Electronic Theses and Dissertations





Date of Award


Document Type


Degree Name

Doctor of Philosophy




Clinical Psychology

Committee Chair

Robert Cohen

Committee Member

Kristoffer Scott Berlin

Committee Member

Kathryn Helen Howell


This study examined children’s perceptions of how caregivers reacted to their expression of distress resulting from their self-identified most stressful life event. Perceptions of parental reactions were first categorized according to children’s cancer history (cancer group versus healthy comparison group) and type of event (cancer- versus non-cancer-related event) before identifying profiles of perceived caregiver reactions. Participants included 159 children and adolescents with a history of cancer and 45 children and adolescents without history of serious illness (8-17 years of age). Children reported on their perception of their caregivers’ reaction to their stressful event-related distress, as well as their cumulative stressful life events, positive and negative affect, family functioning (conflict, cohesion, and expressiveness), distress resulting from the stressful event (posttraumatic stress symptoms [PTSS]), and challenge-related growth. Caregivers reported their own mental health (depression, anxiety, PTSS), cumulative stressful life events, positive and negative affect, and the quality of the parent-child relationship. Children with cancer history who self-identified a cancer-related event as most stressful perceived their caregiver as reacting with more support and override than either children with cancer identifying a non-cancer event or their healthy comparison peers. No significant differences emerged for children in the cancer versus healthy comparison group when reporting a non-cancer related event. Latent profile analysis revealed three profiles of child-reported parent reactions: Supportive (74%), Variety (14%), and Non-Response (12%). These profiles generally did not significantly relate to child, parent, and family functioning factors. However, profiles differed in mean levels of children’s PTSS and challenge-related growth. A supportive pattern of caregiver reactions was related to low PTSS and high challenge-related growth. Findings highlight caregiver supportive responding to children’s distress as a possible mechanism facilitating resilience and growth, with caregiver responding thus emerging as a candidate for interventions targeting children’s adjustment.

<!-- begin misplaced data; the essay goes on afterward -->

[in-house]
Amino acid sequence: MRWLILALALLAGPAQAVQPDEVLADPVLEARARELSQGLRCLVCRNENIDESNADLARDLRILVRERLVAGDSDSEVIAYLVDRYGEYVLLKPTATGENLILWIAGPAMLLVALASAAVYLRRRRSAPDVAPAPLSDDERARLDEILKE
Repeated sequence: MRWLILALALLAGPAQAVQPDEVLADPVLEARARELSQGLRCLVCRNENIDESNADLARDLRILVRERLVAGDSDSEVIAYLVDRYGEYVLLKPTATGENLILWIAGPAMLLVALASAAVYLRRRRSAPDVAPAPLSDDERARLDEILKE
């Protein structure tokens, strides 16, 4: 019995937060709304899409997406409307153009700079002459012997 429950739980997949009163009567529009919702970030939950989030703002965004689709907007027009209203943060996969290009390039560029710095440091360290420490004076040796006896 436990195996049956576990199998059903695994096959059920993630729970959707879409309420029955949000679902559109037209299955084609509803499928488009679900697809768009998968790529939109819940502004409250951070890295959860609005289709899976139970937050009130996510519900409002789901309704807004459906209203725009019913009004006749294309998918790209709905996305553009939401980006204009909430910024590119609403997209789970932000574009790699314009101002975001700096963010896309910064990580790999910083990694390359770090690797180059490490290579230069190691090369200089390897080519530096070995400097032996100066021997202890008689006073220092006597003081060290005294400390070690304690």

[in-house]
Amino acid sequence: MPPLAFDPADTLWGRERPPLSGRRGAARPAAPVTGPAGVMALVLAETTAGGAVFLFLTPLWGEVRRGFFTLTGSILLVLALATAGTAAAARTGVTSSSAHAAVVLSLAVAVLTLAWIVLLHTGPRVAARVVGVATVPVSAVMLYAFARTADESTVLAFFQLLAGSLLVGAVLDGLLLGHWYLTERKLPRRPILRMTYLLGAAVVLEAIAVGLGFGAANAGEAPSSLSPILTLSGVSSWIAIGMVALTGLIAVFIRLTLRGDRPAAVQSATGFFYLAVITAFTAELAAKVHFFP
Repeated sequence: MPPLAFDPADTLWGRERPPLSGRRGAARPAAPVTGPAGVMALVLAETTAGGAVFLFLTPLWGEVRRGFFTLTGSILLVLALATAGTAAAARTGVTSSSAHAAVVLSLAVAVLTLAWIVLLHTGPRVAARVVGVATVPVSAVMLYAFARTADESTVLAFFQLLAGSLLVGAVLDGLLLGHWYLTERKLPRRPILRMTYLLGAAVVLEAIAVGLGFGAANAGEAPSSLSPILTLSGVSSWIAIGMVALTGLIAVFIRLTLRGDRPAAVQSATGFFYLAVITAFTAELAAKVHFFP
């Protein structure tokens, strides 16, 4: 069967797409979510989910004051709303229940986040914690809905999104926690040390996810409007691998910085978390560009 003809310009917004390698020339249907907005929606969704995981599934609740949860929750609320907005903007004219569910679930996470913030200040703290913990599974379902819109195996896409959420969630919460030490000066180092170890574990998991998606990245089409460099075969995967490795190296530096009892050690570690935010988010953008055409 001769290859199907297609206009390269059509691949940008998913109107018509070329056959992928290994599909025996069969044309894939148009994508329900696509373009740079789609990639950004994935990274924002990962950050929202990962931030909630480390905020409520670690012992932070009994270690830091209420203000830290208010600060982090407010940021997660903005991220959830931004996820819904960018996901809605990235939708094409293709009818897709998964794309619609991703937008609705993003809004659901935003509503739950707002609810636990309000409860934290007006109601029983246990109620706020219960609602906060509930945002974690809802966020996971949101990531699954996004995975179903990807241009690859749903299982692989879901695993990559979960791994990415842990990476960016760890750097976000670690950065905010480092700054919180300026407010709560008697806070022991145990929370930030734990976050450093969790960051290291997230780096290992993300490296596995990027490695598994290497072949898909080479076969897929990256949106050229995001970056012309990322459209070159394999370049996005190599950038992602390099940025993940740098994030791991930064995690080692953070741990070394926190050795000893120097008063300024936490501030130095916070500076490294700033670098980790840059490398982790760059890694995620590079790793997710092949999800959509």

Data is provided by the student.

Library Comment

dissertation or thesis originally submitted to the local University of Memphis Electronic Theses & dissertation (ETD) Repository.